Many people buying condos in urban areas, especially up above the fifth floor, are doing so with a view in mind. Sometimes a premium is paid for such views. But will they be an enduring feature? It’s often difficult to say, but sometimes it’s an easy call. Today I will navigate the view corridors and properties with various views and compare them with a rating of 0-5. I will be focused on the condominium projects in the Esther Short neighborhood which is Downtown and the Waterfront. My subjective system will have a “view rating” based on the quality of the view and an “endurance rating” based on the potential for having the view endure over time. Both 0-5 where 5 is best. Of course an endurance rating of 5 on a place with a lousy view is not necessarily good ๐Ÿ˜‰

  • Academy Square: This is an old property built in the 1940s and rising just two stories. It is a charming campus like full block development with a lovely interior courtyard. Although there are some urban city views from some units, these are at best low grade views. Overlooking the courtyard would be the enduring view. Exterior units have a view rating of 1 with an endurance rating of 0. Any project that rises up anywhere near this property will likely be taller than it thus killing any exterior view. The interior facing units that overlook the courtyard are a view rating of 2 with an endurance rating of 4. Taller structures going up on the block to the south will limit sunshine in the winter months.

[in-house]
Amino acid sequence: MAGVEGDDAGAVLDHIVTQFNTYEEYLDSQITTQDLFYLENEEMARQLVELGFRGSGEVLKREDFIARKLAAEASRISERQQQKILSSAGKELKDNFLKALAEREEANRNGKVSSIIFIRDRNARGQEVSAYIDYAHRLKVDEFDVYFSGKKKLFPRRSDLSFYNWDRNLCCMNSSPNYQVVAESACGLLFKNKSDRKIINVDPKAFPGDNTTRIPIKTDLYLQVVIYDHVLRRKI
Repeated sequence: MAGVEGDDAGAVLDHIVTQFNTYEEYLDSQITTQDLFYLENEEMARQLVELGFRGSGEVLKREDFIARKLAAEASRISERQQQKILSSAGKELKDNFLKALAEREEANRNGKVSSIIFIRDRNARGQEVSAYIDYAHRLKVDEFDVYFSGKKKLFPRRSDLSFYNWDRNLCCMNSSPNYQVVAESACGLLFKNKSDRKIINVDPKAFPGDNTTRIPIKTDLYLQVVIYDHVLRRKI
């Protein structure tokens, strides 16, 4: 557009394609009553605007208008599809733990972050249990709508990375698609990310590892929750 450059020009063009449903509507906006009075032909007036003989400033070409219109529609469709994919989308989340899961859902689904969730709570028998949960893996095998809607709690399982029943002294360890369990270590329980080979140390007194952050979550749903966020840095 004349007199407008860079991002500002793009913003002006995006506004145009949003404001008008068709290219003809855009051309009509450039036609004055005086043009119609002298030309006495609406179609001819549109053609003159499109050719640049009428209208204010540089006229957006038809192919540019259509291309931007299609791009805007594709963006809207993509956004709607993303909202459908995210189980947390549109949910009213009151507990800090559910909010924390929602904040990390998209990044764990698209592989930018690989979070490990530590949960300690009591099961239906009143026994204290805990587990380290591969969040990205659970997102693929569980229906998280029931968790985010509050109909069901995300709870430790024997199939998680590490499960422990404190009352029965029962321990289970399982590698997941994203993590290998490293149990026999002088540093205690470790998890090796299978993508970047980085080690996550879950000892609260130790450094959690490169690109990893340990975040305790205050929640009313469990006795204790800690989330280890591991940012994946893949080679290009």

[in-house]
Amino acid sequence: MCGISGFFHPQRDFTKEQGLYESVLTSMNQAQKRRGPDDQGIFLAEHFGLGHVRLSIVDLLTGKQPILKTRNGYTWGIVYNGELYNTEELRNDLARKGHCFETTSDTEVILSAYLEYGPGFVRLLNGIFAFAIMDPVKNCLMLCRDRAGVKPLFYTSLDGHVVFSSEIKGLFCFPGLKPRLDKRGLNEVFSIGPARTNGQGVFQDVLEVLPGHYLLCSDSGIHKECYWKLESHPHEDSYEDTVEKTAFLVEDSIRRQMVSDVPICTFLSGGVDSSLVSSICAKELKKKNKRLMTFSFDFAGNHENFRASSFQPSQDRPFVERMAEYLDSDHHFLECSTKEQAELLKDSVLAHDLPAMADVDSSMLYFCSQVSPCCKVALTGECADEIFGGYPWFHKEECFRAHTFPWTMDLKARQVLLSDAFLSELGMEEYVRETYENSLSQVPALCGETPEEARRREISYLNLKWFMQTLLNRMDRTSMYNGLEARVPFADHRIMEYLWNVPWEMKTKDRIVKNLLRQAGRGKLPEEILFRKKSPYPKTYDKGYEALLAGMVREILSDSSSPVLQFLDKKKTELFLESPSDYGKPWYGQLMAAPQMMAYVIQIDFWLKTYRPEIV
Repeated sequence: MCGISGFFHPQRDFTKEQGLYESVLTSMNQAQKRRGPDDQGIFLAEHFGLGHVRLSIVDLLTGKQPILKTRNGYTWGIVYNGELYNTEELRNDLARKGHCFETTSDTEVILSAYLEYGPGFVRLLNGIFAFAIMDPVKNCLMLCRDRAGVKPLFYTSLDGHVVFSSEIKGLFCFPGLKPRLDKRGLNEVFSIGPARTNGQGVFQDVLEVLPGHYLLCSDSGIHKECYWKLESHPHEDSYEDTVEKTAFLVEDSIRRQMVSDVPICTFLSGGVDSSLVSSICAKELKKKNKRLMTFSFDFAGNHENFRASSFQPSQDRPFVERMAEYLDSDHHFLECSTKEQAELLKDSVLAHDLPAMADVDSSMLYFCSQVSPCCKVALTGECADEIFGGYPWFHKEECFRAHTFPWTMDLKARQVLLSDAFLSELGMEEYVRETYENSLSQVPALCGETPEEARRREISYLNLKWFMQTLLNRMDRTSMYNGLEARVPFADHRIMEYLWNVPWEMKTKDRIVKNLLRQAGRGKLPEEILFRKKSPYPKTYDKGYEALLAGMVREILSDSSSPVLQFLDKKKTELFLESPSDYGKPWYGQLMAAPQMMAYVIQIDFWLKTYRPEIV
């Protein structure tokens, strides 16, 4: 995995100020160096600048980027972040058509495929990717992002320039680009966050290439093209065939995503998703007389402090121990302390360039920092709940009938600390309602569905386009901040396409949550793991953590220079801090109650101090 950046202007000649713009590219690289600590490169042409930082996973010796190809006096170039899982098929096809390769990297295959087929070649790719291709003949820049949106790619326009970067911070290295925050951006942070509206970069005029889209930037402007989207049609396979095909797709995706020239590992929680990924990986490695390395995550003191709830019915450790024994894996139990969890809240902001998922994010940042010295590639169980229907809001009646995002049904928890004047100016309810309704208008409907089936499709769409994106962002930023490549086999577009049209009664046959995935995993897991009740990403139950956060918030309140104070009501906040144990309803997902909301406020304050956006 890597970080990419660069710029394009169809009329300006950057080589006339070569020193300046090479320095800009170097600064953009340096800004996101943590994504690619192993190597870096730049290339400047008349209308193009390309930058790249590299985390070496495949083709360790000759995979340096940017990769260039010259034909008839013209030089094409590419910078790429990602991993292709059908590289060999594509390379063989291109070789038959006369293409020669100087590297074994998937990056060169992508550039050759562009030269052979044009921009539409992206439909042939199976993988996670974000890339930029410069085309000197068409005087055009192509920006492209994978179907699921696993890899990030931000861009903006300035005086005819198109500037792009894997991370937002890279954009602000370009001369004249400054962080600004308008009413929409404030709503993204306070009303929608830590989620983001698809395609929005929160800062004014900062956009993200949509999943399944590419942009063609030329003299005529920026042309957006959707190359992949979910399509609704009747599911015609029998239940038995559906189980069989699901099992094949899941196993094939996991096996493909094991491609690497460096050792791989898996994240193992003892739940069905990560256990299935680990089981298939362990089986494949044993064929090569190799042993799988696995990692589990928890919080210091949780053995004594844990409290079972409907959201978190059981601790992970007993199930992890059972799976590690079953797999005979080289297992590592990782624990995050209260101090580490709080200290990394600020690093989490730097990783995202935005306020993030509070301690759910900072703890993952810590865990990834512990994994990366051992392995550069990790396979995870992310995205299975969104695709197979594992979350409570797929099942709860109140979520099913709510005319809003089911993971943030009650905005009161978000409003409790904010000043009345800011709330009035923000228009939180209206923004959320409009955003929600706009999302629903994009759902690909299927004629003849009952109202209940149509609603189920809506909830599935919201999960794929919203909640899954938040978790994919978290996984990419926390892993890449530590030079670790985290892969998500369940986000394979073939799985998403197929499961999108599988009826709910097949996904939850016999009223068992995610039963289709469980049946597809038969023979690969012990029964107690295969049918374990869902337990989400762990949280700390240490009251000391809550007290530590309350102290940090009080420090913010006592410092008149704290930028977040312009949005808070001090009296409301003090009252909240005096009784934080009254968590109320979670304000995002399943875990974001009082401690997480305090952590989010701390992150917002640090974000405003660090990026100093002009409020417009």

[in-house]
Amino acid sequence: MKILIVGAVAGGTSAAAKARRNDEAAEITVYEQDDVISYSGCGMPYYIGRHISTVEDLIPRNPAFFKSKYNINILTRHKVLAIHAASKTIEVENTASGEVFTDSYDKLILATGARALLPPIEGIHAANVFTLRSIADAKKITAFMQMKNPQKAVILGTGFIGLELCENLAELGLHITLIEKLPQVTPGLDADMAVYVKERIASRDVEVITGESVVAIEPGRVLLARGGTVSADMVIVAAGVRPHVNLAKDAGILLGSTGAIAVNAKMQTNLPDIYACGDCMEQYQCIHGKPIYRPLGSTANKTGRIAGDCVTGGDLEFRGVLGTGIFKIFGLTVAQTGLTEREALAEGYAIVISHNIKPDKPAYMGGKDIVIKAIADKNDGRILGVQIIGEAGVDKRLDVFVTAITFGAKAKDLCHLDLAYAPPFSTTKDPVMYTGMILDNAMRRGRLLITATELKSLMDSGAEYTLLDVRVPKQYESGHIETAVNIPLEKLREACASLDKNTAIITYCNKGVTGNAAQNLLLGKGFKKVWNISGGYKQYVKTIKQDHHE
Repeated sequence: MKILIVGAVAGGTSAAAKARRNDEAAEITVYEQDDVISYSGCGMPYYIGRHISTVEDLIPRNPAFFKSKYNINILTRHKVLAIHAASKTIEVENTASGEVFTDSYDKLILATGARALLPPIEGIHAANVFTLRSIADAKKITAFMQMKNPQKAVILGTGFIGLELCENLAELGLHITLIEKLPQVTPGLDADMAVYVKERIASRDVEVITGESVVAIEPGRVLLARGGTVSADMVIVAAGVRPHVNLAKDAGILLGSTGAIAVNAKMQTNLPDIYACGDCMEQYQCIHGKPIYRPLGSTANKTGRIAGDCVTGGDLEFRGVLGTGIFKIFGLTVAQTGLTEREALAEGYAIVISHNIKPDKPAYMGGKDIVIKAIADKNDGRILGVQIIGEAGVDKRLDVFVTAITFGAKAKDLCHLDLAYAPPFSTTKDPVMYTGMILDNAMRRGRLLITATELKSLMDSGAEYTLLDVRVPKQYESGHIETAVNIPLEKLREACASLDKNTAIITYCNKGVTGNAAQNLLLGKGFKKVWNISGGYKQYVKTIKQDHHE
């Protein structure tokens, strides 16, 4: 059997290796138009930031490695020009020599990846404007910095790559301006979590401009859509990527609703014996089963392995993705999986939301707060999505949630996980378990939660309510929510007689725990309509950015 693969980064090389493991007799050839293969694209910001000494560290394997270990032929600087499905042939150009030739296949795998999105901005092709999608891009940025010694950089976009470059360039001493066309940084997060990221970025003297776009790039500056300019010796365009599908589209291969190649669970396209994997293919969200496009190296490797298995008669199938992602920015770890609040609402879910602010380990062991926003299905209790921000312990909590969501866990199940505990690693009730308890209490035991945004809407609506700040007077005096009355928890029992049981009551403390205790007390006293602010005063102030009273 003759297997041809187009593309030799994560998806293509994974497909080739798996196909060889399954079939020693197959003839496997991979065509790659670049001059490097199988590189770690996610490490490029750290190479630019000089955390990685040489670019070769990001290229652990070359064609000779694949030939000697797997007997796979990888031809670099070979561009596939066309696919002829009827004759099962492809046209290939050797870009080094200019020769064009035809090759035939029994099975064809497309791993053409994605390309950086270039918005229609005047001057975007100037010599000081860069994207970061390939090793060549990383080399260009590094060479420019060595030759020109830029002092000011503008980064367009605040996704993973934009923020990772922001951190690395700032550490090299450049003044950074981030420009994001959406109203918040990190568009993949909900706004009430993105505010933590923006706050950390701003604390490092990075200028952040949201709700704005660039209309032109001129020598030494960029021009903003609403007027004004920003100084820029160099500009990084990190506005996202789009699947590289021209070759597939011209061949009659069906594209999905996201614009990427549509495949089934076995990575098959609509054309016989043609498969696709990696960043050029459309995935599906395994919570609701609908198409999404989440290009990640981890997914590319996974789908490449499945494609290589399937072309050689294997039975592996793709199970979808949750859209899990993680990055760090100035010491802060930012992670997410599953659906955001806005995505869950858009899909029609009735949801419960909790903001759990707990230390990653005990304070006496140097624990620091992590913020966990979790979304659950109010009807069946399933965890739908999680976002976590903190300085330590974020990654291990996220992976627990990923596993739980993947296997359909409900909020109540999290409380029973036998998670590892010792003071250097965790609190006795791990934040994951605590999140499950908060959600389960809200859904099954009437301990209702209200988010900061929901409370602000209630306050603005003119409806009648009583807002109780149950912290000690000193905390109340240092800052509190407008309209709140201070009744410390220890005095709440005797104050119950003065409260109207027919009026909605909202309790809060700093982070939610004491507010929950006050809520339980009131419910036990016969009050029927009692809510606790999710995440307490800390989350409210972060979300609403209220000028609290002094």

• Heritage Place: This property is a textbook example of how views can and do evolve. Located on two full city blocks fronting the north side of Esther Short Park, the south facing exterior units had spectacular park views when the project opened in 1999. But the limited height of 4 stories saw those park views become obstructed by the trees lining the streets. These are still decent views but more of a greenery view than a Park View at this point for much of the year. The two buildings have the units wrapped around courtyards in the middle. The interior facing units have a view rating of 3 and an endurance rating of 5. Exterior North facing units have a view rating of 2 with an endurance rating of 1. New development over the next few years will almost certainly affect the views on all floors of this project’s north facing exterior. The west facing exterior units has a view rating of 2 with an endurance rating of 1 as well. The east facing exterior units had a view rating of 3 just two years ago, but a large taller project to the east reduced it to a view rating of 1 with an endurance rating of 5 since that brand new project isn’t going away anytime soon. The aforementioned south facing exterior units offer a view rating of 3 with an endurance rating of 5. Esther Short Park is protected by both law and zoning.